I popped into the Three store yesterday where I set up the contract. ‘Sorry – we only take your money here; as a result we can’t cancel your contract, You’ll have to phone someone, press lots of buttons (during which time you’ll get lost amongst the options), wait endlessly for a person to answer, during which we will bombard you with music that keeps distorting (why does that happen?), and then that person from a foreign land will not necessarily be understandable, so you’ll give up and we’ll keep taking your money.’

How does that work? You know. There, in a communications shop with ultra-broad broadband. More phones than a … phone shop. And a warm-blooded person to talk to. How? Please tell me.

Hurrumph. Actually, in the end Three redeemed themselves. I quickly got onto a live chat on my phone, a nice man was quick to type his responses, and we cancelled the contract – without a month’s wait – within 10 minutes. I wish I’d done that to begin with. It would have saved me scrambling around the floor of the Three store looking for my ears which had blown off in a mad moment of rage/desperation.

I also managed to change my Virgin plan. I was originally on £18 all-inclusive … which sounded good until you breached 5GB of data. At that point ‘normal usage’ was exceeded and the speed of my data was cut, so it was pretty hopeless. In the meantime Virgin had increased the plan costs to £23 a month (SIM only). Anyhow, after a quick phone conversation they’ve put me on a £10 a month plan for which I get 6 GB data, 2400 minutes and as many texts as I can eat. That should do.

An overall saving of £26 a month … hurrah for that.

Monday and yesterday was spent at Jen’s. There’s been a lot to do and she is tough (but good) to work for. I am making most of the leads and collars. C has been making poppies and bandanas. C’s work is pretty much done, but my list continues to be added to – which is good. For Jen and I it’s about quality. And she’s, rightly, a stickler. And has no problems telling me … which is a neat trick. She hums and ahhs, and we then have a discussion and I end up remaking the lead/collar. She’s right, BTW. I just need to do better. Anyhow, we are still stacking up orders and the stuff continues to be stuck in envelopes and posted. Business is, as they say, good. Oh, and a pet shop in Scotland wants to stock Jen’s stuff. And they intend to buy the stock outright (less 15%) and sell it on; they’ve seen some samples and liked what they’ve seen. So that’s more good news. We will need to think about employing people (gig economy stuff) in the near future.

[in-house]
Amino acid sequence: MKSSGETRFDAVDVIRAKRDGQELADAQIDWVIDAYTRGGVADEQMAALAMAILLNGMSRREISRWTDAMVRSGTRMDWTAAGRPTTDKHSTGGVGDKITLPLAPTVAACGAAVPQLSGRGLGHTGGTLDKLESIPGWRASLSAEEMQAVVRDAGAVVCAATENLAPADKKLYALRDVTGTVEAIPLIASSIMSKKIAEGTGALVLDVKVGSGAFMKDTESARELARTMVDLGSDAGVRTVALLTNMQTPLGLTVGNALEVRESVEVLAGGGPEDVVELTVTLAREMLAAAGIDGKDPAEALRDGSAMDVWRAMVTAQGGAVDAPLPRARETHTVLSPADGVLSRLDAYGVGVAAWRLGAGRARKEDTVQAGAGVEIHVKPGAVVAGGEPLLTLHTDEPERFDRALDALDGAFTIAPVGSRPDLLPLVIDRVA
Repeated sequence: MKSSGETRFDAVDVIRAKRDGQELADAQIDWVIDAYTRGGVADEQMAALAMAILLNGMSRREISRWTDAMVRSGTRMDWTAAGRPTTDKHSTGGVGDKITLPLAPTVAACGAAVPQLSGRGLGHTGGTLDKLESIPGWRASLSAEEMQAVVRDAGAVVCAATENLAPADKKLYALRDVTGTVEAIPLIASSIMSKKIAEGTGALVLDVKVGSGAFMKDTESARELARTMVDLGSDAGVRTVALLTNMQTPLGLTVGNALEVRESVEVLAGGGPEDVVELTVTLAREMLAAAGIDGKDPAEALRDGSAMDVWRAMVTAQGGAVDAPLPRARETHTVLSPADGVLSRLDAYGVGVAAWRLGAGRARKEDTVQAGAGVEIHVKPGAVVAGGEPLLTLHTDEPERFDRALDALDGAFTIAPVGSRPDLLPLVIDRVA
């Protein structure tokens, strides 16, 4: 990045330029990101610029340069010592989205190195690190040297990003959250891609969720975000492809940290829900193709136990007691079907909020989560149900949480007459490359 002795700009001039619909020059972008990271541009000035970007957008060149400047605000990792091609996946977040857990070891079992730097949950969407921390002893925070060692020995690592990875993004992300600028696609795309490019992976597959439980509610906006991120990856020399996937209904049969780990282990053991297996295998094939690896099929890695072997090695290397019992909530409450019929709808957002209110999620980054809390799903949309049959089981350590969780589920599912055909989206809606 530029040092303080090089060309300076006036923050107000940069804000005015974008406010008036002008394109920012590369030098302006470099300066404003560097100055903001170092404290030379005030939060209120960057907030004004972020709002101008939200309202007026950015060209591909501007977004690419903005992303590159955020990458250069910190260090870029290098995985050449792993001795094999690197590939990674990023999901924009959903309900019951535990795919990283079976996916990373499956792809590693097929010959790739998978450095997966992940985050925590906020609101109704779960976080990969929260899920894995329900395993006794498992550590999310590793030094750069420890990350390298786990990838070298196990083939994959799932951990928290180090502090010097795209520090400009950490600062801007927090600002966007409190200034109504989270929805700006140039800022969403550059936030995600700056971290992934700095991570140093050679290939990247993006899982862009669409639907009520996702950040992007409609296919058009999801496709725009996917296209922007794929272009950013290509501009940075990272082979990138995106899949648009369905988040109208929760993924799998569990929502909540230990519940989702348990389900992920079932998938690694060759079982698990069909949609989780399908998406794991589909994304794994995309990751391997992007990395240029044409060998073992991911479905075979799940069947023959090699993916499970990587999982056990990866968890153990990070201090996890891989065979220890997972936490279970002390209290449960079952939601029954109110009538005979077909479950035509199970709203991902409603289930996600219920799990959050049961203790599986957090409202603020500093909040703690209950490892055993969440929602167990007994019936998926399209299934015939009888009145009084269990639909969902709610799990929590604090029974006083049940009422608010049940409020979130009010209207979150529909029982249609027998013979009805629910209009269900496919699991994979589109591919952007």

taking any opportunity to write

Book 5 is coming along. I missed my deadline of completing chapter 12 by the end of Sunday – I finished it yesterday and started chapter 13. I’m finding ‘finding time’ really tough, but until I finish it it’s not going to go away. So last night I lay in bed tapping on the keyboard. I must take any chance I get, and hope that it all irons out in the edit. We’ll see.

We’re not back at Jen’s until Monday. Today and tomorrow I shall try and complete chapter 13. C is making the last of the curtains. We need to get on with a couple of other jobs, like replacing the stairs carper, sorting out the lawn and I need to change the oil on both the car and Doris – which I intend to do myself. I’ve done it before, a long time ago, so I should be able to manage it. We’ll see.

Oh, and we booked an all-inclusive (never done that before) week in Tunisia for November. Our target was £500 (+) for both of us and ended up with Tui for £710, including baggage and flight transfers. We then checked the hotel details on Trip Advisor and the first two could not have been worse. But there were some good ones. Our expectations are low, but at least it will be hotter than here, by the beach, with some interesting things to see … and we will not have to lift a hand to do anything for a week. Should be fab. We’ll let you know!